A portion of this library has been assayed as a part of a project for the LINCS Center for Transcriptomics. Based on the results of these analyses in combination with our annotations, we have been able to assign ~1,500 compounds to pharmacological classes (PCLs). We have applied an algorithmic approach to identify a subset of compounds that show unexpected connectivity to more than one PCL, suggesting novel mechanisms of action.These additional PCL assignments may lead us to Repurposing hypotheses for existing clinical compounds. We have created apps on clue.io to visualize these connections and classes.
Curation for Precision Medicine
Berg Hall, Rm A; Monday, March 27, 12-1:30 PM
Abstract: We are at the dawn of a new era of personalized genomic medicine where advances in human healthcare will be powered by the integration of data from many sources, including structured electronic patient records and data linking genomic variants to computable descriptions of functional and clinical impact. Here we describe work performed in UniProt/Swiss-Prot that aims to standardize the curation and provision of variant data using a range of ontologies including VariO, GO, and ChEBI. Our focus on variants with functional impact demonstrated using biochemical assays makes UniProtKB/Swiss-Prot variant data highly complementary to that from resources which use genetic data (such as pedigree analyses or GWAS studies) to link variants to specific diseases, phenotypes, or traits. UniProtKB/Swiss-Prot currently provides more than 8,000 variants with curated functional impact.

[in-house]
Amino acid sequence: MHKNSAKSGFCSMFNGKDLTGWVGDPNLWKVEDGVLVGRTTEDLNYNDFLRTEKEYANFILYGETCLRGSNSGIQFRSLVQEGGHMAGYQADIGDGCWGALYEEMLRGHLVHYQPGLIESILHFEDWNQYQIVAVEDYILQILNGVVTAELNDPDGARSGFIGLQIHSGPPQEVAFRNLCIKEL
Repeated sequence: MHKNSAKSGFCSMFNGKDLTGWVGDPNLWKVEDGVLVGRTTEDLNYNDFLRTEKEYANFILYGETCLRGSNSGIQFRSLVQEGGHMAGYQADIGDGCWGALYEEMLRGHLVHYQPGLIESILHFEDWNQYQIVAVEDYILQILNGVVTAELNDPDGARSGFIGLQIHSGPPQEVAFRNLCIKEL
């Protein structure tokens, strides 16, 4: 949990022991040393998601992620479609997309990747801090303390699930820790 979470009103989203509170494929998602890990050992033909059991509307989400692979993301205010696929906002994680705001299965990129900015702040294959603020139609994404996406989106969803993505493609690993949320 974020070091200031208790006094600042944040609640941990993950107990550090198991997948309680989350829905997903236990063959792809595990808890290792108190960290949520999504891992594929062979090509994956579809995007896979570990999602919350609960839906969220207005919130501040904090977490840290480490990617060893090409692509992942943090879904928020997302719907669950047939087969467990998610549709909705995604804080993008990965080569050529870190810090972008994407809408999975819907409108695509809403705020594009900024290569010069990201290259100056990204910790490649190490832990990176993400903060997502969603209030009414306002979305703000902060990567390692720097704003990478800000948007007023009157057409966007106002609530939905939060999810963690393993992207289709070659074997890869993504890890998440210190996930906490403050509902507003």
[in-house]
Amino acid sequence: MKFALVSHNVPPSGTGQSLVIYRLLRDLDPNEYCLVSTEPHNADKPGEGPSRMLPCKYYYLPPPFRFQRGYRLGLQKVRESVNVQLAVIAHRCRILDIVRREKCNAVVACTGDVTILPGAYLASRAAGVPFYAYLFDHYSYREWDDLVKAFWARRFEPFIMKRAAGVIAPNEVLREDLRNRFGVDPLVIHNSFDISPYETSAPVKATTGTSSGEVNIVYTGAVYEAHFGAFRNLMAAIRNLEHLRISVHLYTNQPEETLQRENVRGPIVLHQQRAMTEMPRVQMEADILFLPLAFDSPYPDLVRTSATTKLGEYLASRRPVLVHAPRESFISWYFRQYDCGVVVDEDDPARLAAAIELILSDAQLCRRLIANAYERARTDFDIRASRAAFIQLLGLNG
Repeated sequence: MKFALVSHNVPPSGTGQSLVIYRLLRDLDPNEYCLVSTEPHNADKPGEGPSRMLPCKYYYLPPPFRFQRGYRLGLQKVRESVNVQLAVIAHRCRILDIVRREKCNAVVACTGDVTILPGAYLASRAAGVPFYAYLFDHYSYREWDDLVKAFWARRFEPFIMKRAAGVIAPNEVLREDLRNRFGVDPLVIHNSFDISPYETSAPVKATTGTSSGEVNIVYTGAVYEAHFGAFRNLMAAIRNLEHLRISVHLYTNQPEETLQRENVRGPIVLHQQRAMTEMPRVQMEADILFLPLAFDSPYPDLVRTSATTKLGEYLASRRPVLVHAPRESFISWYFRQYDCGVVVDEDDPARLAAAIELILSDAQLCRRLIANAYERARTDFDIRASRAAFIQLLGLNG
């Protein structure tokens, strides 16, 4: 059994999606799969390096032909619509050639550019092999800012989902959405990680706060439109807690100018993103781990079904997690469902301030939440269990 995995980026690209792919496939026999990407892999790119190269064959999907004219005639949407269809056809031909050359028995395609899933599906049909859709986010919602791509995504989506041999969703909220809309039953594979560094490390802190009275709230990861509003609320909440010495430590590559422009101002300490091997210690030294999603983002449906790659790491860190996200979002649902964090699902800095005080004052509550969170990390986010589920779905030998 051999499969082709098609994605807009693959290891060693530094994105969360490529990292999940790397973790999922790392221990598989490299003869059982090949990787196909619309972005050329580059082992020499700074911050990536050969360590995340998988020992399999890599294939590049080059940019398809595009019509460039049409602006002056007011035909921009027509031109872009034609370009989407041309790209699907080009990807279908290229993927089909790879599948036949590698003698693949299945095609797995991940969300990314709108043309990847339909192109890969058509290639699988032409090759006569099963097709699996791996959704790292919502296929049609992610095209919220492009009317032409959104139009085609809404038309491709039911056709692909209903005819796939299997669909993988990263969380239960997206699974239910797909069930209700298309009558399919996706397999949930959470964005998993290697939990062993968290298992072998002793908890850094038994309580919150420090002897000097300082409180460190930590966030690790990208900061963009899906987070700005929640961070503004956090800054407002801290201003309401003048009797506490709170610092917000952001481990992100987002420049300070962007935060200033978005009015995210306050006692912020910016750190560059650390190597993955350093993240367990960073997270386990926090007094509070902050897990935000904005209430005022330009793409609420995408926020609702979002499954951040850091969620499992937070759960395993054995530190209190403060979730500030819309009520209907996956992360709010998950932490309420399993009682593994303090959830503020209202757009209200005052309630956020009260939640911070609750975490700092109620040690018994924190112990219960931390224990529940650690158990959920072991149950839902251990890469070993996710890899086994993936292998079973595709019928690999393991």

42. Using literature to predict relevant mutations for cancer treatment Emilie Pasche, Anaïs Mottaz, Franziska Singer, Nora Toussaint, Daniel Stekhoven and Patrick Ruch
Abstract: Personalized medicine in oncology relies on the use of treatments targeting specific genetic variants. However, identifying the variants of interest (e.g. for which a treatment exists or could be tested) is a fastidious task: a patient usually presents several thousands of genetic variants. We propose here a system to automatically rank genetic variants of a given patient based on their occurrences in the biomedical literature (i.e. PubMed Central). Our system receives as input a patient with a diagnosis and a set of text files containing all identified mutations. While copy number variants (CNV) are available also, only single nucleotide variants (SNV) are currently taken into account. First, a set of equation triplets are generated: a diagnosis (e.g. squamous cell carcinoma), a gene (ERBB2) and a mutation (p.Ala867Th). Each triplet is submitted to our search engine and is assigned a score. The score is based on a set of three queries - each weighted differently: 1) diagnosis, gene and mutation; 2) gene and mutation; and 3) diagnosis and gene. Due to data scarcity, our set is currently tuned on a set of two patients, corresponding to 108 triplets. The mean average precision (MAP) of our system reaches 89.24%, with a precision at rank 5 (P5) of 50%. It means that half of the mutations ranked in the top 5 positions by our system were reported as relevant in our benchmark. However, it is to be noted that the other half top-ranked mutations might also be of interest. Indeed, the benchmark we are using is based on reports manually generated and has limited recall. We can thus assume the real precision of the system is higher. To conclude, we are proposing here a system to facilitate the analysis of genetic variants in order to fasten the process of proposing targeted treatments in oncology. While we are currently focusing our efforts on the first step (i.e. the ranking of genetic variants), future steps include the automated processing of the literature to extract potential chemotherapies.